Asian markets sink

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Hong Kong

Asian markets were in retreat Monday on dimming hopes for a deep interest rate cut by the Federal Reserve, but all the firms on a new tech-focused board in China rallied on its opening day.
Oil prices extended last week’s gains after Iran seized a British tanker in the Gulf, fuelling fresh concerns about supplies and a possible conflict in the tinderbox Middle East.
Traders took a step back after last week’s gains as the New York Federal Reserve tempered comments from its president, John Williams, who had suggested the central bank would cut borrowing costs by 50 basis points at its policy meeting this month.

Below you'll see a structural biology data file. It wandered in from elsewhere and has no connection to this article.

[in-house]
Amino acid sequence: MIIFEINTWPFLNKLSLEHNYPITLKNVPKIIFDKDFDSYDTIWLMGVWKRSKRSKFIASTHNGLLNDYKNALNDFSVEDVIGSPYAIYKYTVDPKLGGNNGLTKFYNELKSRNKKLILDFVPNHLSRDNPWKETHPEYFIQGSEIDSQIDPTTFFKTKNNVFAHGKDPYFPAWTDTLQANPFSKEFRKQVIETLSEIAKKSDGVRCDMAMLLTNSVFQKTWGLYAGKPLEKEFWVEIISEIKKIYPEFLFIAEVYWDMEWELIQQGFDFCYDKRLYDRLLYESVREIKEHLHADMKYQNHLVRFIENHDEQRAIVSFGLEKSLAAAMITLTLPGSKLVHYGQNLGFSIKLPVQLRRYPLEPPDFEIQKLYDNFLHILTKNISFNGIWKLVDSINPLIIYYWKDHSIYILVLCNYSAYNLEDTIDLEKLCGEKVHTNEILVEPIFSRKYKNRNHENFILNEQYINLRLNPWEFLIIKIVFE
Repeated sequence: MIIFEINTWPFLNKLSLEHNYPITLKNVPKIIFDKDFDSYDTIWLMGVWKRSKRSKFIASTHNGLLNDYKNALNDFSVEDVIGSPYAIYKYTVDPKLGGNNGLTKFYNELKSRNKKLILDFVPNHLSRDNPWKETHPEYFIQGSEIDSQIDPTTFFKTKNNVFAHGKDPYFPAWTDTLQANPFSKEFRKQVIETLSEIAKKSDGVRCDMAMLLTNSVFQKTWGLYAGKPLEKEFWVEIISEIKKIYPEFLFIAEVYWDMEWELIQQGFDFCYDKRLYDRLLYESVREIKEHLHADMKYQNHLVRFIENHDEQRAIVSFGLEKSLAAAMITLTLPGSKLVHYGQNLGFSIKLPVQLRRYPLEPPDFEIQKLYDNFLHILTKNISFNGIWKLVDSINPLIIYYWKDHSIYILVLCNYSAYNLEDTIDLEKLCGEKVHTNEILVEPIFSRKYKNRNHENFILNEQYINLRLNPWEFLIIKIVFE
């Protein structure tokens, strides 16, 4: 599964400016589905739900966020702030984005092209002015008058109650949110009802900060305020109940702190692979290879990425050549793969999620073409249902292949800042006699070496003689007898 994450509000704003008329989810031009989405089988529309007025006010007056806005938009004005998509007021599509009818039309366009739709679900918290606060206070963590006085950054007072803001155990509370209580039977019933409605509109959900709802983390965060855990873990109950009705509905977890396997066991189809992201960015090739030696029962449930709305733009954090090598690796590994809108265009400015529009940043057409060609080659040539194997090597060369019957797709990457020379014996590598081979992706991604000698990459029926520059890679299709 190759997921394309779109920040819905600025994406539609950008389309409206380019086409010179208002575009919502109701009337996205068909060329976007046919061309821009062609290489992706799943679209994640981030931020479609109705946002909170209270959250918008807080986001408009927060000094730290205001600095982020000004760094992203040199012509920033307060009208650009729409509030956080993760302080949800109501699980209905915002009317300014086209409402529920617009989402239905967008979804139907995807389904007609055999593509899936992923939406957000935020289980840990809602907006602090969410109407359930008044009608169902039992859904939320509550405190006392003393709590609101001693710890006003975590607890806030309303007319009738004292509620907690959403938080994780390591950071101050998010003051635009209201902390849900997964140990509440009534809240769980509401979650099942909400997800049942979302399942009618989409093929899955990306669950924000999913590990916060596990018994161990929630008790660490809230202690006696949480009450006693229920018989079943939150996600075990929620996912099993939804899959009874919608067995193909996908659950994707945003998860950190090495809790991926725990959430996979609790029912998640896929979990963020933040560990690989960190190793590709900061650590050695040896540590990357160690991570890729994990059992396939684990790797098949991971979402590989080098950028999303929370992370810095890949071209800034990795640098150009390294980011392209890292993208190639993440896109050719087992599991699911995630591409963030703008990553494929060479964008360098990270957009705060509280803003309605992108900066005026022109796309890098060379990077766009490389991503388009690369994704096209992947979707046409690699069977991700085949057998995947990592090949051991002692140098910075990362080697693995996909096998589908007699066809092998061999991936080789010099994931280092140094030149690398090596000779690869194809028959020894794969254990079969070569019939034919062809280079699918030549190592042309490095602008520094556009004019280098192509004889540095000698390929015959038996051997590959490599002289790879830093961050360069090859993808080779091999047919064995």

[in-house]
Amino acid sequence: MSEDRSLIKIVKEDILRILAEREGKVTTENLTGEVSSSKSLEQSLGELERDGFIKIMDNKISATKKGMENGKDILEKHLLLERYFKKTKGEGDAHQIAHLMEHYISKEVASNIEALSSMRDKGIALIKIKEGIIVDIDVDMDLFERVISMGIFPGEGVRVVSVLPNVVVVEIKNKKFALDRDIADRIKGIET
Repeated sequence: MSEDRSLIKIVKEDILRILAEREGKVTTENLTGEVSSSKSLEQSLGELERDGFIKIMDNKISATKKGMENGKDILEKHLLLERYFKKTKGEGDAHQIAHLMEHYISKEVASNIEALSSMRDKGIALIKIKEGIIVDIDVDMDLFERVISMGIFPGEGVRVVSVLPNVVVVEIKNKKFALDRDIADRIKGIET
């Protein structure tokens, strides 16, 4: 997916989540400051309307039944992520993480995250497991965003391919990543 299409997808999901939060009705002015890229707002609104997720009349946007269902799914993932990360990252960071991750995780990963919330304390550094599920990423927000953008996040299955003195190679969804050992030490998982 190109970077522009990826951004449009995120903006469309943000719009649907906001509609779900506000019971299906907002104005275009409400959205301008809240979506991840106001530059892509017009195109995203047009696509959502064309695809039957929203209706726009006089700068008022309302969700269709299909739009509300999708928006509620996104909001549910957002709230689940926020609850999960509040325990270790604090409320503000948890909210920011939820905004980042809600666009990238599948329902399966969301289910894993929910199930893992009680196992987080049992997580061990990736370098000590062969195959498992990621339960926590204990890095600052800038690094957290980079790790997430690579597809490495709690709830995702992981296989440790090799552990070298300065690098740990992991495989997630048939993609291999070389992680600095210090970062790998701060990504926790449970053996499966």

“Stocks are on the back foot as the market pares expectations for how deep the Fed will cut rates,” said Neil Wilson, chief market analyst at Markets.com.
“Expectations for a 50 (point) cut are diminished and the market is now looking to the European Central Bank this week to see how dovish they go.” Bets that the Fed will only reduce rates by 25 points provided support to the dollar against most high-yielding, riskier currencies. On equity markets, Tokyo ended 0.2 percent lower and Hong Kong was off 1.4 percent.
Shanghai fell 1.3 percent, with liquidity hit as Chinese investors piled their cash into companies listed on the country’s new Nasdaq-style board. Twenty-five stocks debuted on the Shanghai Stock Exchange’s Sci-Tech Innovation Board—dubbed the STAR Market—in which listing and trading rules have been eased to help channel funding to start-ups. —AFP